SHALLOW TILE DRAINAGE is the installation of porous drainage pipe at a depth of approximately 3 feet as compared to the more conventional 4-foot depth. Shallow drainage has been shown to reduce drainage water volume and amount of nitrate in drainage water by 15 to 25%. Shallow drainage may also make more water available to crops.
CONTROLLED DRAINAGE uses control structures on drainage pipe to hold the water back to adjustable levels during the year. Controlled drainage has been shown to reduce drainage water volume and amount of nitrate in drainage water by 25 to 40%. Controlled drainage may also make more water available to crops.
WOODCHIP BIOREACTORS can be used to remove nitrate from drainage water. The bioreactor consists of a trench filled with woodchips through which the drainage water is allowed to flow. Ten feet of bioreactor per acre of drained land may be able to remove 30 to 100% of the nitrate from drainage water.
STORAGE BASINS that capture and hold runoff and drainage water can be used to reduce peak flows and improve water quality. Basins can be managed as "dry" basins that are used for cropping or can be kept "wet" with wetland type vegetation that provides wildlife habitat and water treatment.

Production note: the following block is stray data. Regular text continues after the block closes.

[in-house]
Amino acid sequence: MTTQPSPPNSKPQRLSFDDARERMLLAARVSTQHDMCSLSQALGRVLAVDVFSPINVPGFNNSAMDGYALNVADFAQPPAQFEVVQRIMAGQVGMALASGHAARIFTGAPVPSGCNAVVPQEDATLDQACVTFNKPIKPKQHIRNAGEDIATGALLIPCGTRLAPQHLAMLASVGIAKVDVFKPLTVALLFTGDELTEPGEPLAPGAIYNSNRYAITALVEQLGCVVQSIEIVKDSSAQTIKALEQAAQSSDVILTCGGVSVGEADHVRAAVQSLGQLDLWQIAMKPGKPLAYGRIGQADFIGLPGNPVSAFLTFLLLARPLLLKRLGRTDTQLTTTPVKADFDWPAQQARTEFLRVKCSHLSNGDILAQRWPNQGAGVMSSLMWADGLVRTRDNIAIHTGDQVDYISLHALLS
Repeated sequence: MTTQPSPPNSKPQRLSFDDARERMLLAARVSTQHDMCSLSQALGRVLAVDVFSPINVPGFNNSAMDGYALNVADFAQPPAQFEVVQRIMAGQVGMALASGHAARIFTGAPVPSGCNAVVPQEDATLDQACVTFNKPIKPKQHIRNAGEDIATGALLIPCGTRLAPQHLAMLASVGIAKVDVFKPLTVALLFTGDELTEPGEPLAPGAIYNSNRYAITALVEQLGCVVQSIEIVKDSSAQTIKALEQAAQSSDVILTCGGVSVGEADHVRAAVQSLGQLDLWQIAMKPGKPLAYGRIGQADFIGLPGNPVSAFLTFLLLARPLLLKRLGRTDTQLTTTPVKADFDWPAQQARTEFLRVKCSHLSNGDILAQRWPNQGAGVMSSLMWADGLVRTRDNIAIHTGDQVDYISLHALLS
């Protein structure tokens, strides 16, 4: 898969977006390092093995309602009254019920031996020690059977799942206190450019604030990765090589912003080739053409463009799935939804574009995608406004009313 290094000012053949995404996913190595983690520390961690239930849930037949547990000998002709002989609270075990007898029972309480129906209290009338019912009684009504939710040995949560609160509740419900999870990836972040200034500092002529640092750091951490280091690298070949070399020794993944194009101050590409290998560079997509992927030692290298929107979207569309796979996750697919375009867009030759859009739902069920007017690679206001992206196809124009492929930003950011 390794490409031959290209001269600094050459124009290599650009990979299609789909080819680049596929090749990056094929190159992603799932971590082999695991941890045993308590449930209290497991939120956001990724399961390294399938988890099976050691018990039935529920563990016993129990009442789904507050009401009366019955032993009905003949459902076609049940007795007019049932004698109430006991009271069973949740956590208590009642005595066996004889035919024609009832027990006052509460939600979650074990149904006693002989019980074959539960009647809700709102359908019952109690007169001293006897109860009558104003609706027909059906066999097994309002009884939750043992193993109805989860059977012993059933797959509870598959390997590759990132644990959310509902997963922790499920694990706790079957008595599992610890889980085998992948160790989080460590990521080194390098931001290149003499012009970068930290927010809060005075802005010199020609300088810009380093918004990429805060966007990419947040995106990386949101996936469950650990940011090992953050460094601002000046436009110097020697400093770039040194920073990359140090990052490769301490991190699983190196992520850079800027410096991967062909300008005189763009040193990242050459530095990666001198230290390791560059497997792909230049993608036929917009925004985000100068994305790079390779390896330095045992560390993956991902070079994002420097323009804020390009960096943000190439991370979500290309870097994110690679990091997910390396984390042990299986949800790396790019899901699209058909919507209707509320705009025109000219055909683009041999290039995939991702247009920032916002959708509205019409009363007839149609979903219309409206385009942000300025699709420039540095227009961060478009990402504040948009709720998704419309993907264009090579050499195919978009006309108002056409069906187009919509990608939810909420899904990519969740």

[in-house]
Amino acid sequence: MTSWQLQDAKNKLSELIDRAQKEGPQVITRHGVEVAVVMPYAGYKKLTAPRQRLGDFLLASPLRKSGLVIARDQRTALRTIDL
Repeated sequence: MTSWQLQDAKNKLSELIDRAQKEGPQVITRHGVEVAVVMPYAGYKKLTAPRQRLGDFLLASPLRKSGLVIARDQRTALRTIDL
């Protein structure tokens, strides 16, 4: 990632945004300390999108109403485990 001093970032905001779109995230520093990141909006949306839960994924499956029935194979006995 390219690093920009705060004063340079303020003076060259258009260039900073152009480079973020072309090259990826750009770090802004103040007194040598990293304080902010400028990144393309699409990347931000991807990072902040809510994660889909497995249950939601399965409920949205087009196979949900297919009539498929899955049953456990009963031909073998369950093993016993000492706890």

IN-DITCH TREATMENT can be enhanced by designing drainage ditches to reduce bank erosion, trap sediment, and remove nutrients such as nitrate from drainage water.
WATER TREATMENT BASINS placed to either receive and treat water before it enters ditches or at strategic locations along ditch systems can be used to settle out sediments and treat nutrients and contaminants. Different treatment basin designs are being evaluated.
DRYLAND STORAGE areas can be used in some flatter landscapes to hold water during large runoff events and still be used for cropping or pasture during drier periods. The function of capturing the water and releasing it slowly provides the same sediment and nutrient reduction benefits as many of the other practices.
ROCK INLETS can be used instead of surface inlets in many locations, removing an obstacle in the field and reducing the amount of sediment carried by the drainage water.
Senior Planner, Conservation Drainage
Mark.Dittrich@state.mn.us • 651-201-6482
Ag Marketing & Development Division